Depending on how you look at it, time is either running out for the petition signature gatherers who hope to overturn the homeless feeding ordinance, or it isn’t.
Free to Give Houston, a recently formed political action committee, needs about 28,000 registered voters’ signatures to trigger a charter amendment election in November. The group sent out 30,000 letters last week urging voters to sign the petition.
Houston attorney Paul Kubosh, who formed the committee with his brother, Randy Kubosh, said the ordinance is an example of local government overstepping its bounds and ignoring the will of the people.
City Attorney David Feldman said the only approved way to challenge the ordinance is by referendum.
A petition with 12,362 signatures would have to be submitted within 30 days of the ordinance’s passage or any time prior to the effective date. The deadline for the latter is the end of this week.
However, Paul Kubosh said residents can seek a charter amendment under state law, which trumps the city charter. As a result, there is no petition deadline, he said, and the opposition plans to submit a petition by July 30.
See here and here for some background. The requirement to have signatures collected by either the ordinance’s effective date or 30 days after passage was the basis for Judge Hughes’ ruling in the red light camera lawsuit that invalidated the 2010 referendum. It was suggested prior to that, and prior to Council’s vote to put the referendum on the ballot, that a charter amendment, which has a higher signature requirement but no similar deadline, would have been a valid path, and that seems to be the route the Kuboshes are taking. That’s not clear to me, and I don’t think the matter was directly addressed by Hughes or by the dismissal of the city’s lawsuit against ATS. What I’m saying here is that I foresee another date before a judge in the city’s future. I welcome speculation on this from the lawyers in the audience.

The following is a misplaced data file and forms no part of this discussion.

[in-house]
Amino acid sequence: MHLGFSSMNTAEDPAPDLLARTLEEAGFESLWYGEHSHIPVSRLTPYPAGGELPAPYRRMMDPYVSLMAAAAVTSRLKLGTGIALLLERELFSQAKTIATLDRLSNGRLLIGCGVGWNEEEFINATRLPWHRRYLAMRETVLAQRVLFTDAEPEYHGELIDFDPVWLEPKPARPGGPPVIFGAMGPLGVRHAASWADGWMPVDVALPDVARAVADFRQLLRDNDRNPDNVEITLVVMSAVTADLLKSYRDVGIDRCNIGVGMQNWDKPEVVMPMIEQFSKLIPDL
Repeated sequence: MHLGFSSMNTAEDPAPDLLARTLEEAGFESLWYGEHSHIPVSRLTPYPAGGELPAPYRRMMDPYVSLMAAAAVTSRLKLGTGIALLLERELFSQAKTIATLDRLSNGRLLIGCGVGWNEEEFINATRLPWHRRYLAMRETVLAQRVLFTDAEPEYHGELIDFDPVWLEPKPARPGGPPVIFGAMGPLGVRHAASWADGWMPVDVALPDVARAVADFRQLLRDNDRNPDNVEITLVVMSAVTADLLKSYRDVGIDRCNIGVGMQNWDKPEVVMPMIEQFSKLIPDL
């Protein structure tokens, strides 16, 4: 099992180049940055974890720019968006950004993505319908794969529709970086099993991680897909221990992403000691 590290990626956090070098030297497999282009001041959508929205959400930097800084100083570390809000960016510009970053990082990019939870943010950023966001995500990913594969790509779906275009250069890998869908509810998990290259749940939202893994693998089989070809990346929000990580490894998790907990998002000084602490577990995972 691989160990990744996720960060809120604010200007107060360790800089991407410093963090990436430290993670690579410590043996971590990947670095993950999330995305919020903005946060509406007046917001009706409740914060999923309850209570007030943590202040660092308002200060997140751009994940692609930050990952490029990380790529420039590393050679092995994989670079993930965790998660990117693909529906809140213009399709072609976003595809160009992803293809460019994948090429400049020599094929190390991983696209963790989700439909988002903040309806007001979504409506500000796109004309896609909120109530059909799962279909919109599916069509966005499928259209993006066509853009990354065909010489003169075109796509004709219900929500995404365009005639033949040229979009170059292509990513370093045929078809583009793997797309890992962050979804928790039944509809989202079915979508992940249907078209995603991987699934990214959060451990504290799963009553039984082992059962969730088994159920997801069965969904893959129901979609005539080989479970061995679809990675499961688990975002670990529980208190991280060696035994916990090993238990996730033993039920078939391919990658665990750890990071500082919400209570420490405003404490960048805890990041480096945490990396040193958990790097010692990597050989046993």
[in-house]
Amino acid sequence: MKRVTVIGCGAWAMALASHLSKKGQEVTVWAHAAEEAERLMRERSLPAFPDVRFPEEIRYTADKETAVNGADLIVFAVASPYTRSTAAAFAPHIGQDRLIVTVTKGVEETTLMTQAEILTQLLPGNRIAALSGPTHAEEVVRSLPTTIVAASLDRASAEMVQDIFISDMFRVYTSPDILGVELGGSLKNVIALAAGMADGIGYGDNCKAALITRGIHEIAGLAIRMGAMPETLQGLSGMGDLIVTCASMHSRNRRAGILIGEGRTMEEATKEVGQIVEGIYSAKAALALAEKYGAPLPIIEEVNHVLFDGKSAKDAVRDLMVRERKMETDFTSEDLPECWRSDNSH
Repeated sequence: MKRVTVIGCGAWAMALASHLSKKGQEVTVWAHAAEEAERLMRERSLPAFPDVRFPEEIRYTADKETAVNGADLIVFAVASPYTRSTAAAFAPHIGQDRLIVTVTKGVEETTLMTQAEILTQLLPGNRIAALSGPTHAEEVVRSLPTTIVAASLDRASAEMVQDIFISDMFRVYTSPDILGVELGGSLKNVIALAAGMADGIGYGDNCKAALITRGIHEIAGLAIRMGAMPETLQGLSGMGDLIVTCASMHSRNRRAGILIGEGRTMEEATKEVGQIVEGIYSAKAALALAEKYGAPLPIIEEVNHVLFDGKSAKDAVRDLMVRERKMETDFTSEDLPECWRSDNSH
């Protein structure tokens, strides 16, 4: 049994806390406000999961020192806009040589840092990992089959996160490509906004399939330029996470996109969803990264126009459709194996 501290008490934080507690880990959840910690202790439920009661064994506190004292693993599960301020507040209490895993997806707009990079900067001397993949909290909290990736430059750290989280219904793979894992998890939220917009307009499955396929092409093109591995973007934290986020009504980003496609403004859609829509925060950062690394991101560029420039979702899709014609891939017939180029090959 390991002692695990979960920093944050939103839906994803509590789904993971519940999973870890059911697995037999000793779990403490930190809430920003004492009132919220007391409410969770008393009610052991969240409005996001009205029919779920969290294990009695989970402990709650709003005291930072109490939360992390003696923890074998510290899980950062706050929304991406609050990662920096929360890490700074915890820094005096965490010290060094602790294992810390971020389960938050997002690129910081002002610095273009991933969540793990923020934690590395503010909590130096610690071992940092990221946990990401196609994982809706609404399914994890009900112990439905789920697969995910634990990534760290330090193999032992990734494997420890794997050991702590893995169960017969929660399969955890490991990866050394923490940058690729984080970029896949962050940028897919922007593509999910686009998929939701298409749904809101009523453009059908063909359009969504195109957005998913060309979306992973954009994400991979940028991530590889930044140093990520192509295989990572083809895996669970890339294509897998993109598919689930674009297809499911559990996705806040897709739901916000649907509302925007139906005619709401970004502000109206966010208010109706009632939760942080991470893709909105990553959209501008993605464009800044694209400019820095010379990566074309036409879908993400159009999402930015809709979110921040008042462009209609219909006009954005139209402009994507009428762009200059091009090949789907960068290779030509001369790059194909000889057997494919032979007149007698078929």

On a side note, I found this a bit grating:
Backers of the current petition drive argue that public property is owned by citizens and therefore they shouldn’t have to ask the city for permission to use it.
“We have a huge problem asking the city for permission to feed the poor,” said Manuel Sanchez, a volunteer with Simple Feast, a church ministry.
I agree that public property is owned by the citizens, but that includes the citizens who want to use that property for something other than feeding the homeless, too. How are we to settle a dispute that arises from such a conflict? “We were here first” seems lacking to me. Feeding the homeless is a noble purpose, but that doesn’t mean less-noble purposes have to be subordinate to it. I understood the objections to a lot of the other provisions that are now not in the homeless feeding ordinance, but this one I confess I just don’t get.